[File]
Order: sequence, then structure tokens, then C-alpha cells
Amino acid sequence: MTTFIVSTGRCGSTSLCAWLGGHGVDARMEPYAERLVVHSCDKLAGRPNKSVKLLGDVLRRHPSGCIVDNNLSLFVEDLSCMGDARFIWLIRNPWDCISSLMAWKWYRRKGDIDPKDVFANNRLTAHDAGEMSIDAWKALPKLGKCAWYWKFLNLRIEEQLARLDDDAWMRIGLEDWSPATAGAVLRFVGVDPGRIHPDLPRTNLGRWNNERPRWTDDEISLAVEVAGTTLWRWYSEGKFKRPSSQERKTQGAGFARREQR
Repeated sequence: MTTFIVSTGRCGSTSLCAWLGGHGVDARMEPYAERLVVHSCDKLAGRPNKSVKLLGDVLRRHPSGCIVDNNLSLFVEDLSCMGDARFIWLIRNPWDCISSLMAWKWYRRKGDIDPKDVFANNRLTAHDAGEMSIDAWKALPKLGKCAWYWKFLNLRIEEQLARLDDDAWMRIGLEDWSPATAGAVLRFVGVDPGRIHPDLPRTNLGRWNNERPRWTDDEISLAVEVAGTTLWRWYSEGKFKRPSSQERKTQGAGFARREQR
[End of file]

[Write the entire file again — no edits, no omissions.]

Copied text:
Order: sequence, then structure tokens, then C-alpha cells
Amino acid sequence: MTTFIVSTGRCGSTSLCAWLGGHGVDARMEPYAERLVVHSCDKLAGRPNKSVKLLGDVLRRHPSGCIVDNNLSLFVEDLSCMGDARFIWLIRNPWDCISSLMAWKWYRRKGDIDPKDVFANNRLTAHDAGEMSIDAWKALPKLGKCAWYWKFLNLRIEEQLARLDDDAWMRIGLEDWSPATAGAVLRFVGVDPGRIHPDLPRTNLGRWNNERPRWTDDEISLAVEVAGTTLWRWYSEGKFKRPSSQERKTQGAGFARREQR
Repeated sequence: MTTFIVSTGRCGSTSLCAWLGGHGVDARMEPYAERLVVHSCDKLAGRPNKSVKLLGDVLRRHPSGCIVDNNLSLFVEDLSCMGDARFIWLIRNPWDCISSLMAWKWYRRKGDIDPKDVFANNRLTAHDAGEMSIDAWKALPKLGKCAWYWKFLNLRIEEQLARLDDDAWMRIGLEDWSPATAGAVLRFVGVDPGRIHPDLPRTNLGRWNNERPRWTDDEISLAVEVAGTTLWRWYSEGKFKRPSSQERKTQGAGFARREQR